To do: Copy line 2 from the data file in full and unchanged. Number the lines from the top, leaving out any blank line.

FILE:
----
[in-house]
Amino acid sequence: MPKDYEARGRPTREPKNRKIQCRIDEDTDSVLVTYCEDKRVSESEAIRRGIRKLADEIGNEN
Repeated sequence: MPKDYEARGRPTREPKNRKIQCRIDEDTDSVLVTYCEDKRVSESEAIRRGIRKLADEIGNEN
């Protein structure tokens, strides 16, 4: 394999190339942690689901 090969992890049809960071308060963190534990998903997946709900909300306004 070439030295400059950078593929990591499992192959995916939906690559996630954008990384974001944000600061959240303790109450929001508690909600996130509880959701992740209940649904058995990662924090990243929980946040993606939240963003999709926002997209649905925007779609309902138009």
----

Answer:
Amino acid sequence: MPKDYEARGRPTREPKNRKIQCRIDEDTDSVLVTYCEDKRVSESEAIRRGIRKLADEIGNEN